Sue Lickorish: Andie, where do you see it being most effective?

Sue Lickorish: what happened - I lost contact then - server error - at your end?

paul brennan: I was very surprised at the reaction of our aircrew to this idea. Although it was new, they are all used to continually being assessed, often by peers. The 360 package asked them to provide 5 reporters from their peers, superiors and subordinates. However, becasue it wasn't presented as just a different spin on what they already knew, it failed

Stephanie Phillips: Hopefully not! Andie, are you still there? It would be helpful to know, as Sue says, where you see it as being most effective. In the organisations I've worked 360 degree appraisal was never developed because of the culture - is this something that needs to be changed first?

paul brennan: I strongly concur with the culture point - that's the problem for us!

Stephanie Phillips: Andie has lost her connection and is having real difficulties getting back in - she's going to keep trying though.

Stephanie Phillips: Paul - what happpened when the feedback failed? How far did you get with the process?

Sue Lickorish: I agree, this culture thing is an issue. It's interesting to consider if it's because people don't feel 'safe' enough to be vulnerable - is it to do with their experience in the present org., in previous ones or both (probably)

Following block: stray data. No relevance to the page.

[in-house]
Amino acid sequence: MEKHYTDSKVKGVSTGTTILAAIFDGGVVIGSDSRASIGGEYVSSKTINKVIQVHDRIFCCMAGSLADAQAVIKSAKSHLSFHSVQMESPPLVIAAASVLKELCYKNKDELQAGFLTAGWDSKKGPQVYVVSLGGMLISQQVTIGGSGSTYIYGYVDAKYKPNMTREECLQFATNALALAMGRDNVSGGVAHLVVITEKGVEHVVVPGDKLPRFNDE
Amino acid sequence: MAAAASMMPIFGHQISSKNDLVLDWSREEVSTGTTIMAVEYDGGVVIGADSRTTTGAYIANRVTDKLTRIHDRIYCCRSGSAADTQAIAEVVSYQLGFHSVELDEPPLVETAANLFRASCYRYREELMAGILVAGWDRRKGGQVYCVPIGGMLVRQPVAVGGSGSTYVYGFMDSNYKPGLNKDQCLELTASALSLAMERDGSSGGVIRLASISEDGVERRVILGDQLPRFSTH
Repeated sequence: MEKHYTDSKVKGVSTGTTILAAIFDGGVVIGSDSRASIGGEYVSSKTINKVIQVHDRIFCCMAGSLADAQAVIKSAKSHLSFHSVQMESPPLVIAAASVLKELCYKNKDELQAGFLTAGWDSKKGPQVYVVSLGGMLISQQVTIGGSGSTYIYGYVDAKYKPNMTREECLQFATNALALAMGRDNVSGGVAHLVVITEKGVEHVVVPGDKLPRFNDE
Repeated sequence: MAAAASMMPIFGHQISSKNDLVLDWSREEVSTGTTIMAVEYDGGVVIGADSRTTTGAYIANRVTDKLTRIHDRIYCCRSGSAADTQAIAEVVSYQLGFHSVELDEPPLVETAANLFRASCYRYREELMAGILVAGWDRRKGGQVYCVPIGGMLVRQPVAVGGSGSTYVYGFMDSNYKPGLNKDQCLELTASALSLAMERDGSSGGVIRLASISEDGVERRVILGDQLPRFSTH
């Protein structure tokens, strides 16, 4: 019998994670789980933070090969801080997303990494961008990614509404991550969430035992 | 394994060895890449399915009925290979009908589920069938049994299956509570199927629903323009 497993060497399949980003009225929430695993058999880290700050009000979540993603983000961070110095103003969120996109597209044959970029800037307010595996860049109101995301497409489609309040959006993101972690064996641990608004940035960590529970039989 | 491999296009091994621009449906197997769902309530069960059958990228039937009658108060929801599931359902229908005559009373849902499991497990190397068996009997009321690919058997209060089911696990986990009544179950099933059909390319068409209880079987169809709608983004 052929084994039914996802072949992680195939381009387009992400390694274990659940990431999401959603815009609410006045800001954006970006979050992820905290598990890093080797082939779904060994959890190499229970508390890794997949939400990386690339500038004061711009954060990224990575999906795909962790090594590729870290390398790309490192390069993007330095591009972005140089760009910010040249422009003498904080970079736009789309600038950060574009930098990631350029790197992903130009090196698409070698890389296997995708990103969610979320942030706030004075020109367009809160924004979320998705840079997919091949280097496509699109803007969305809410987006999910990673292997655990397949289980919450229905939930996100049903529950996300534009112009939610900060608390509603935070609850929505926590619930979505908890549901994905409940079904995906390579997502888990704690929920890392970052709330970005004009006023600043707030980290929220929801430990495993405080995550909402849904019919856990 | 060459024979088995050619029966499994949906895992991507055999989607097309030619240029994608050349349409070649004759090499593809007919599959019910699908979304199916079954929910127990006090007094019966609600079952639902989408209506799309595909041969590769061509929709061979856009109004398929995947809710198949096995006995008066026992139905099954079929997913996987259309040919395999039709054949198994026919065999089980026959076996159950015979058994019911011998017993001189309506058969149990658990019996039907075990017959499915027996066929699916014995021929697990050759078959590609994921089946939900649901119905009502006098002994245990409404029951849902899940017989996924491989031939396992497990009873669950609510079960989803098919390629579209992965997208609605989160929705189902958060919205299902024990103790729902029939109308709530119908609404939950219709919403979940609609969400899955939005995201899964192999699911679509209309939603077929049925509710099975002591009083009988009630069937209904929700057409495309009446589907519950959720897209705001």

paul brennan: The training programme was saved by binning the behavioural indicator. More effective and efficient use was made of the MBTI to improve self awareness and the day was saved!! ;-))

Andie Hemming: Hello - I'm back - apologies was temporarily flummoxed by technology!

Tim Pickles: Sorry, everyone, Andie had some problems with our technology and is now back as

Andie Hemming: Sorry everyone - due to technology failure I am now behind in this conversation - where are we??!!

Tim Pickles: Andie Hemming

Andie Hemming: Paul - missed the reasons but why did your Indicator not work?

Stephanie Phillips: Andie - we're talking about whether the culture of the organisation needs to be changed in order to implement 360 degree feedback

paul brennan: We seem to be agreeing that culture is the major factor in the success of 360 appraisal

Andie Hemming: Agreed - although I have seen it work in quite 'negative' culture organisation - however, it MUST have the sign on and support of Senior Management in order to work.

paul brennan: Andie - the recipients of the feedback found it too negative for them to stomache and their reaction tarred the rest of the trg package

Stephanie Phillips: Are there any ways around this? Is it to do with how the feedback is communicated?

Andie Hemming: What a shame Paul - was their feedback facilitated (it's human nature to focus on all the bad things people said and ignore any positive feedback!).

Sue Lickorish: Interesting how feedback is primarily perceived as negative?? is this a British experience?

paul brennan: In our case very much so. Although there was the option to devote time to the feedback process, the written debrief (12 or so pages) was just handed out at the end of the course as the delegates left the trg room - nopt a good idea was it - I hasten to say that I was not involed in this programme at this stage!!

Sue Lickorish: Process comment - like the idea of this on-line stuff. takes some getting used to though - having disjointed conversations - feels a bit like being in a sketch!